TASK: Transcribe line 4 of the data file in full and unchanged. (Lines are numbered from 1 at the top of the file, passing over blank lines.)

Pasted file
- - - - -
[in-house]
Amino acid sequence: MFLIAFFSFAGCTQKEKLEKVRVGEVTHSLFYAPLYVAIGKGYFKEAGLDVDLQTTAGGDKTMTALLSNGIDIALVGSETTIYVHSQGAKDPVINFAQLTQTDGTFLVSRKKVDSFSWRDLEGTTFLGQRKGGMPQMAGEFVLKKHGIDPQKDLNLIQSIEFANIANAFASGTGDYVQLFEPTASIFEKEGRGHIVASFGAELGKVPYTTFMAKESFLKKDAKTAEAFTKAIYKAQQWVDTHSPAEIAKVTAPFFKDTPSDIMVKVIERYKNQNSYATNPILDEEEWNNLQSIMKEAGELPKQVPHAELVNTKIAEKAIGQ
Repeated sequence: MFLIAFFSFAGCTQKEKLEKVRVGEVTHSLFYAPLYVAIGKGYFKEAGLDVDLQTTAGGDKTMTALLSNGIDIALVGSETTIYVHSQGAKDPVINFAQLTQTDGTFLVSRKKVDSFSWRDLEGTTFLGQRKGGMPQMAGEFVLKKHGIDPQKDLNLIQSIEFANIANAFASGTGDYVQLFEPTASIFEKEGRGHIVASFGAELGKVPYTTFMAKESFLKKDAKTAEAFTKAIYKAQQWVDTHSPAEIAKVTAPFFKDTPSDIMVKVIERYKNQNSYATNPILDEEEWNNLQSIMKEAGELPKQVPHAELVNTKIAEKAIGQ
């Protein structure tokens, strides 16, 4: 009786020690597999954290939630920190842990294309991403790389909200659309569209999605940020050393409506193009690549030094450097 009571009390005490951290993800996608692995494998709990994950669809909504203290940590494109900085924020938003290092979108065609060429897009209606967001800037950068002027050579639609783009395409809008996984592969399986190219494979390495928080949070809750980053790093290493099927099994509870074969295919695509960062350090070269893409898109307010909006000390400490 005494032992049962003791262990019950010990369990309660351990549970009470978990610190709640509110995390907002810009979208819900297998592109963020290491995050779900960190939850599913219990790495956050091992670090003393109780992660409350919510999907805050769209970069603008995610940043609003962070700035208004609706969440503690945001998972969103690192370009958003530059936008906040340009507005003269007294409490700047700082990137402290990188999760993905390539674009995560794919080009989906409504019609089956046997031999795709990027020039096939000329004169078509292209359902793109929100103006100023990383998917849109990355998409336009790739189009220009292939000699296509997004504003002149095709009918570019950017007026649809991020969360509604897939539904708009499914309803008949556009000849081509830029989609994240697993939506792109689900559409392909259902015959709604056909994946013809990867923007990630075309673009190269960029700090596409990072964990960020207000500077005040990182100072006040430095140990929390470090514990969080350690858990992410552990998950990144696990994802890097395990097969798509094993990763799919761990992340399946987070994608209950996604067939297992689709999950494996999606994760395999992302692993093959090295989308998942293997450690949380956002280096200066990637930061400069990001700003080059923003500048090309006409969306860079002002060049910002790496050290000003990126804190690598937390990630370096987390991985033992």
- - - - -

């Protein structure tokens, strides 16, 4: 009786020690597999954290939630920190842990294309991403790389909200659309569209999605940020050393409506193009690549030094450097 009571009390005490951290993800996608692995494998709990994950669809909504203290940590494109900085924020938003290092979108065609060429897009209606967001800037950068002027050579639609783009395409809008996984592969399986190219494979390495928080949070809750980053790093290493099927099994509870074969295919695509960062350090070269893409898109307010909006000390400490 005494032992049962003791262990019950010990369990309660351990549970009470978990610190709640509110995390907002810009979208819900297998592109963020290491995050779900960190939850599913219990790495956050091992670090003393109780992660409350919510999907805050769209970069603008995610940043609003962070700035208004609706969440503690945001998972969103690192370009958003530059936008906040340009507005003269007294409490700047700082990137402290990188999760993905390539674009995560794919080009989906409504019609089956046997031999795709990027020039096939000329004169078509292209359902793109929100103006100023990383998917849109990355998409336009790739189009220009292939000699296509997004504003002149095709009918570019950017007026649809991020969360509604897939539904708009499914309803008949556009000849081509830029989609994240697993939506792109689900559409392909259902015959709604056909994946013809990867923007990630075309673009190269960029700090596409990072964990960020207000500077005040990182100072006040430095140990929390470090514990969080350690858990992410552990998950990144696990994802890097395990097969798509094993990763799919761990992340399946987070994608209950996604067939297992689709999950494996999606994760395999992302692993093959090295989308998942293997450690949380956002280096200066990637930061400069990001700003080059923003500048090309006409969306860079002002060049910002790496050290000003990126804190690598937390990630370096987390991985033992």